The states are responsible for enforcing these plans and ensuring that allocations are not exceeded. The Murray-Darling Basin Authority cannot easily enforce action on the ground – a situation that generates potential for state-level political interference, as alleged by the Four Corners investigation.
4. Trust and transparency
The Murray-Darling Basin Plan was built on a foundation of trust and transparency. The buyback scheme has transformed water into a tradeable commodity worth A$2 billion a year, a sizeable chunk of which is held by the Commonwealth Environmental Water Office.
Water trading has also helped to make water use more flexible. In a dry year, farmers with annual crops (such as cotton) can choose not to plant and instead to sell their water to farmers such as horticulturists who must irrigate to keep their trees alive. This flexibility is valuable in Australia’s highly variable climate.
Yet it is also true that water trading has created some big winners. Those with pre-existing water rights have been able to capitalise on that asset and invest heavily in buying further water rights, an outcome highlighted in the Four Corners story.
More than A$20 million in research investment has been devoted to ensuring that the ecological benefits of water are optimised – most notably through the Environmental Water Knowledge and Research and Long Term Intervention Monitoring programs. What is not clear is whether water extractions and their policing have been subjected to a similar degree of review and rigour.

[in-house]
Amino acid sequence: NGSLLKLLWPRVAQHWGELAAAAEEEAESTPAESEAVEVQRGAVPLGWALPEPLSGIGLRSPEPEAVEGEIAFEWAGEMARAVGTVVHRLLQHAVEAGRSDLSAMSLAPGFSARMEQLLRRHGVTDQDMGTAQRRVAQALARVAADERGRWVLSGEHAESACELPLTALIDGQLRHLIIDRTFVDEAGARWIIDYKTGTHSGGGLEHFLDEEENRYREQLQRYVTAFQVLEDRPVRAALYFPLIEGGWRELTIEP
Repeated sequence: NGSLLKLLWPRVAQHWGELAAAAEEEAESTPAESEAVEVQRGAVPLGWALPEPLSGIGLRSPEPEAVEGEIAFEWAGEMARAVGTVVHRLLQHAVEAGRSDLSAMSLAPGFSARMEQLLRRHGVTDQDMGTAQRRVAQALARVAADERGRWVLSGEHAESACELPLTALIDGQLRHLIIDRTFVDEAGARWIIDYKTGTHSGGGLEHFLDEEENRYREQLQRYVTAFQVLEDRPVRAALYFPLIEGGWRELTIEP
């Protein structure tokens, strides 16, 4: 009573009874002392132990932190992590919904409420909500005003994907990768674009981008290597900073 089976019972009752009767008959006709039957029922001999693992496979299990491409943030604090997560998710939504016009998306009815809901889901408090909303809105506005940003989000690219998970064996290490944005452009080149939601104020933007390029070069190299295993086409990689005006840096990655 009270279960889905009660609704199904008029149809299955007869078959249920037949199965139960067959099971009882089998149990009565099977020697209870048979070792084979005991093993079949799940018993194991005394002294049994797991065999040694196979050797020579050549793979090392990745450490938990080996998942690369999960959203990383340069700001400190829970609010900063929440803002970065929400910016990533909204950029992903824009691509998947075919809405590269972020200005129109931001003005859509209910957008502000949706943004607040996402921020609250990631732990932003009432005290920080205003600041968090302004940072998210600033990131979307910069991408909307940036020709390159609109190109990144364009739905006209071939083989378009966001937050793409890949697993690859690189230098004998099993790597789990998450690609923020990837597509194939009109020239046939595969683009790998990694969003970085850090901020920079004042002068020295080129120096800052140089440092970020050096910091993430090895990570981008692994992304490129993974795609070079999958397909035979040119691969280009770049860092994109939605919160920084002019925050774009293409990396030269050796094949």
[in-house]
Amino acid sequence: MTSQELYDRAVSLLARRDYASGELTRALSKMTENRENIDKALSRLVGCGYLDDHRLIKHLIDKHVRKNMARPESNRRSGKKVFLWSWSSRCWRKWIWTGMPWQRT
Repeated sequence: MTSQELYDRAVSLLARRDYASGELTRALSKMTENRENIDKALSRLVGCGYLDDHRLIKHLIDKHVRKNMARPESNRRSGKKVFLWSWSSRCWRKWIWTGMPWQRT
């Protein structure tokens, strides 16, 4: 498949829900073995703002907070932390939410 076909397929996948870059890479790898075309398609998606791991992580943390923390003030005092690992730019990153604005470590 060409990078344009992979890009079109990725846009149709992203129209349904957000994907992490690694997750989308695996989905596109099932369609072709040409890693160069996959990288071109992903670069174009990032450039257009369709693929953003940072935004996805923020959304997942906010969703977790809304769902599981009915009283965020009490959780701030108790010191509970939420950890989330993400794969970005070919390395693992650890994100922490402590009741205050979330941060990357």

The public needs to be able to trust that all parties are working honestly and accountably. This is particularly true for the downstream partners, who are the most likely victims of management failures upstream. Without trust in the upstream states, the Murray-Darling Basin Plan will unravel.
State governments urgently need to reaffirm their commitment to the four pillars that underpin the Murray-Darling Basin Plan, and to reassure the public that in retaining control of water they are operating in good faith.
Finally, rigour and transparency are needed in assessing the Basin Plan’s methods and environmental benefits, and the operation of the water market. The Productivity Commission’s review of national water policy, and its specific review of the Murray-Darling Basin Plan next year, will offer a clear opportunity to reassure everyone that the A$13 billion of public money that has gone into water reform in the past decade has been money well spent.
Only then will the fragile trust that underlies the water reform process be maintained and built.
With fewer than 160 birds alive, kākāpō are critically endangered. One reason for their dwindling numbers is that they only breed every few years, when native trees produce masses of edible fruit or seeds.
Our research suggests that the birds’ breeding success depends on oestrogen-like hormones (phytoestrogens) found in these native plants.
Our study included kākāpō (Strigops habroptilus) and two other New Zealand native parrots, the endangered kākā (Nestor meridionalis) and kea (Nestor notabilis). All three have infrequent breeding success.
Kākāpō in particular have a low reproductive rate and together with the kākā, only breed successfully every three or four years, during mast years, when mass fruiting of native trees occurs.
2016 was a mast year and a record breeding season for kākāpō – the best since New Zealand’s Department of Conservation began managing and monitoring the night parrots 25 years ago.